Do you feel worried or anxious about visiting the dentist? As many as one in six Australian adults say they feel anxious, scared or stressed when they're in a dental setting, making dental fear one of the most common types of anxiety.
Anxiety can have negative effects on your oral health if it means you avoid visiting the dentist for regular check-ups or when you think you might have a problem. That's why it's recommended to talk to your dentist or a therapist to find out how you can overcome dental fear and get the care you need.
What causes dental anxiety?
Some of the common symptoms of anxiety are:
- chest pain
- dry mouth
- fast or shallow breaths
- heart beating faster
- sweaty palms
If you notice any of these symptoms when you're in a dental clinic or thinking about dental treatments, you may have dental anxiety. This can happen for many different reasons, including:
- Bad experiences of visiting the dentist when younger
- Unrelated trauma or abuse in the past
- Misconceptions about what the dental experience involves
- Phobias about specific aspects of dentistry, such as needles, pain or blood
- Related to other anxieties or disorders such as claustrophobia, obsessive compulsive disorder, fear of losing control or issues with trust and personal space
Having some idea of the reason for your dental phobia could help you and your dentist or other professionals to help you manage it.
Support from your dentist
Your dentist will be familiar with dental anxiety and may have helped many other anxious patients to have their check-ups and treatments. If you explain your concerns to your dentist, they may be able to put your mind at ease by:
- Explaining what the treatment involves at every stage
- Demonstrating the tools and equipment involved
- Tailoring your experience to avoid or minimise anxiety triggers
- Providing entertainment such as TV and music to distract your attention
- Arranging a signal so you can tell them to stop a procedure
- Letting you bring someone with you to your appointment
Many anxious patients benefit from exercises designed to help calm their nerves, although this depends on the individual. Helpful exercises can include:
- Paced breathing
- Progressive muscle relaxation
- Visualising the experience calmly
- Exposure and desensitisation using videos of dental treatments
To benefit from these exercises, they should be practised on a regular basis starting at least one to two weeks before your dental visit.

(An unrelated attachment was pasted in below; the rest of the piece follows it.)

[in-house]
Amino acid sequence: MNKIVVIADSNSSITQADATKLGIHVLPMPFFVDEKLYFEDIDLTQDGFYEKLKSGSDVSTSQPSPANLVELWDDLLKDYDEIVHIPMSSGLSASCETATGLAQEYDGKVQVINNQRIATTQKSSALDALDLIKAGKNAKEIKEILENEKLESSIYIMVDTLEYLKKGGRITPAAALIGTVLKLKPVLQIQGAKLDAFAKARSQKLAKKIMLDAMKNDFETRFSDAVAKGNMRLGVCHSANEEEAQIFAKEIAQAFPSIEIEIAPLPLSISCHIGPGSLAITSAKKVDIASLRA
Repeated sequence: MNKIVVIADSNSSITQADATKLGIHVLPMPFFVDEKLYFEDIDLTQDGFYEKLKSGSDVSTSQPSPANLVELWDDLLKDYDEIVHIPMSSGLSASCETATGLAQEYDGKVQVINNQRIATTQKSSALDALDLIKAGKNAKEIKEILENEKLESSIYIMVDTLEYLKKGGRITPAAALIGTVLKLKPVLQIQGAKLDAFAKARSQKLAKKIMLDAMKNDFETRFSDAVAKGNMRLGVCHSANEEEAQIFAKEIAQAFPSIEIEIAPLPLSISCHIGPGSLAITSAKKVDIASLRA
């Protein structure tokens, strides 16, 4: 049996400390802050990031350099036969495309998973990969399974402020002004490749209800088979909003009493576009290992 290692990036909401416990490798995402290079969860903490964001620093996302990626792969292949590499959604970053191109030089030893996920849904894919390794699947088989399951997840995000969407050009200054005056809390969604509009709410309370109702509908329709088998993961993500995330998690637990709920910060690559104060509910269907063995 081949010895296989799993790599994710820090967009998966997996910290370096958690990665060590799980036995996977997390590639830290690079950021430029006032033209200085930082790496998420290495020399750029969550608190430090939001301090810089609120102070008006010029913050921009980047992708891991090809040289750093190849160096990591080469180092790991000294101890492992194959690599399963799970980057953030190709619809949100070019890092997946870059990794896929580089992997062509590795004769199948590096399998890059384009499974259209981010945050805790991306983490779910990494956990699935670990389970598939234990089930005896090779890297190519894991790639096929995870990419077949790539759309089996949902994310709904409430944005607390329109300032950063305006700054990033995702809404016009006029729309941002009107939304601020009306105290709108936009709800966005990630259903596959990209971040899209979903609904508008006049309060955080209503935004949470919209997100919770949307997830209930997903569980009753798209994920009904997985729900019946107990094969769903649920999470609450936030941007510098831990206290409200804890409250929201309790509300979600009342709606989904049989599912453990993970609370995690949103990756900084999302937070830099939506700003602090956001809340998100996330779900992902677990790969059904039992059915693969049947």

Referral to a psychologist
If you have high dental fear that may be impacting on your health, your dentist or doctor may refer you to a therapist. They can try to understand and address the root of your anxiety through targeted therapies such as cognitive behavioural therapy.
If you still feel anxiety by the time of your appointment, you can talk to your dentist to find out whether they offer any sedation options. These sedatives help patients to feel calm and relaxed during their treatment, while still being awake and able to respond to their dentist. When combined with local anaesthetic, you also won't feel pain.
The three main types of conscious sedation are:
- Intravenous (IV) sedation
- Nitrous oxide (happy gas)
- Oral sedatives
Dental sedation may only be provided by a qualified and endorsed professional. Your dentist will make sure you understand the possible risks and side-effects involved so you can decide what option is best for you.
Do you need a dentist on the Gold Coast?
If it's time for your check-up, or you think you might have a problem with your teeth or gums, get in touch with Robina Town Dental today. Our Gold Coast dentists work with lots of patients who have dental anxiety or phobia, so we can discuss tailored solutions to help you get the care you need.
Call 07 5575 9100 to talk to our friendly team or find us in Robina Town Shopping Centre.
Better Health Channel. Dental anxiety and phobia [Online] 2017 [Accessed September 2019] Available from: https://www.betterhealth.vic.gov.au/health/ConditionsAndTreatments/dental-anxiety-and-phobia
Armfield J. Australian Research Centre for Population Oral Health, School of Dentistry, Faculty of Health Sciences, The University of Adelaide. Dental fear and anxiety: Information for Dental Practitioners [Online] 2016 [Accessed September 2019] Available from: https://www.adelaide.edu.au/arcpoh/dperu/special/dfa/Dental_Fear_Professional.pdf